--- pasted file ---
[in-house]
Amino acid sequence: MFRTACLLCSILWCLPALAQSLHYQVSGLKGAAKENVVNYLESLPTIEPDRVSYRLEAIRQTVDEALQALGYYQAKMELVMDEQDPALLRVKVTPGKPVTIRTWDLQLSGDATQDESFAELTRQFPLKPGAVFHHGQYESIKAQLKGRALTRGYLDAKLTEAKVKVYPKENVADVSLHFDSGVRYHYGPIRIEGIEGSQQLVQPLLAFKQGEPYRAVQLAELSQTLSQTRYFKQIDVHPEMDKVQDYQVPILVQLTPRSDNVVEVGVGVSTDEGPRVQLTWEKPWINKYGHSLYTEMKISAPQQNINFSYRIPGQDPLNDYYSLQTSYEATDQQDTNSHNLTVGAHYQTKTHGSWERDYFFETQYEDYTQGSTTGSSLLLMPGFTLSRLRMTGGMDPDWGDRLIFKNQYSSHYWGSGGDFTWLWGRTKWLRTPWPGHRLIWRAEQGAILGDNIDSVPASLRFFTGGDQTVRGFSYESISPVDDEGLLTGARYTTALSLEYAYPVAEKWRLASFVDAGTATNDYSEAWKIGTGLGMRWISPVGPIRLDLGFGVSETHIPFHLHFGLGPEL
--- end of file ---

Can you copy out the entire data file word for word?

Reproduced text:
[in-house]
Amino acid sequence: MFRTACLLCSILWCLPALAQSLHYQVSGLKGAAKENVVNYLESLPTIEPDRVSYRLEAIRQTVDEALQALGYYQAKMELVMDEQDPALLRVKVTPGKPVTIRTWDLQLSGDATQDESFAELTRQFPLKPGAVFHHGQYESIKAQLKGRALTRGYLDAKLTEAKVKVYPKENVADVSLHFDSGVRYHYGPIRIEGIEGSQQLVQPLLAFKQGEPYRAVQLAELSQTLSQTRYFKQIDVHPEMDKVQDYQVPILVQLTPRSDNVVEVGVGVSTDEGPRVQLTWEKPWINKYGHSLYTEMKISAPQQNINFSYRIPGQDPLNDYYSLQTSYEATDQQDTNSHNLTVGAHYQTKTHGSWERDYFFETQYEDYTQGSTTGSSLLLMPGFTLSRLRMTGGMDPDWGDRLIFKNQYSSHYWGSGGDFTWLWGRTKWLRTPWPGHRLIWRAEQGAILGDNIDSVPASLRFFTGGDQTVRGFSYESISPVDDEGLLTGARYTTALSLEYAYPVAEKWRLASFVDAGTATNDYSEAWKIGTGLGMRWISPVGPIRLDLGFGVSETHIPFHLHFGLGPEL